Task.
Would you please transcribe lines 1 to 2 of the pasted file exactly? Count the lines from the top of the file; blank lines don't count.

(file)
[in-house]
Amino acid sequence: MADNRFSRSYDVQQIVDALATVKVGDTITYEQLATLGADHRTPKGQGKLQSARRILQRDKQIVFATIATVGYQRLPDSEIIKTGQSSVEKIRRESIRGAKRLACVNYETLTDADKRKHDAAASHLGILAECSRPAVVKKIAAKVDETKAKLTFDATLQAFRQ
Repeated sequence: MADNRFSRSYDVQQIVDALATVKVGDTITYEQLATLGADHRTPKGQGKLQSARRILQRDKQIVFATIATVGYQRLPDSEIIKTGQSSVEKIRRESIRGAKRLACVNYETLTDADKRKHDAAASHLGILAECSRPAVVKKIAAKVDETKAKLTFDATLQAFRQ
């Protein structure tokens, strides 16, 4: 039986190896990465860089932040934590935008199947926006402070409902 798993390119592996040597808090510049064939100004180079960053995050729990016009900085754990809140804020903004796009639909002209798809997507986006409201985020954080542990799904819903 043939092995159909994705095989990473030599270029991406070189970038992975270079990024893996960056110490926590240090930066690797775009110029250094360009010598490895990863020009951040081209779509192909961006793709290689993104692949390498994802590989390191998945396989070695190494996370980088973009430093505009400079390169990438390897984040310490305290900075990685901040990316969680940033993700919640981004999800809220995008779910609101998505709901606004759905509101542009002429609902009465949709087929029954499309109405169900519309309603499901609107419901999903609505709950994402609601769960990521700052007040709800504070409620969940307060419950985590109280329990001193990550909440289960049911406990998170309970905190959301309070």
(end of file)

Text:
[in-house]
Amino acid sequence: MADNRFSRSYDVQQIVDALATVKVGDTITYEQLATLGADHRTPKGQGKLQSARRILQRDKQIVFATIATVGYQRLPDSEIIKTGQSSVEKIRRESIRGAKRLACVNYETLTDADKRKHDAAASHLGILAECSRPAVVKKIAAKVDETKAKLTFDATLQAFRQ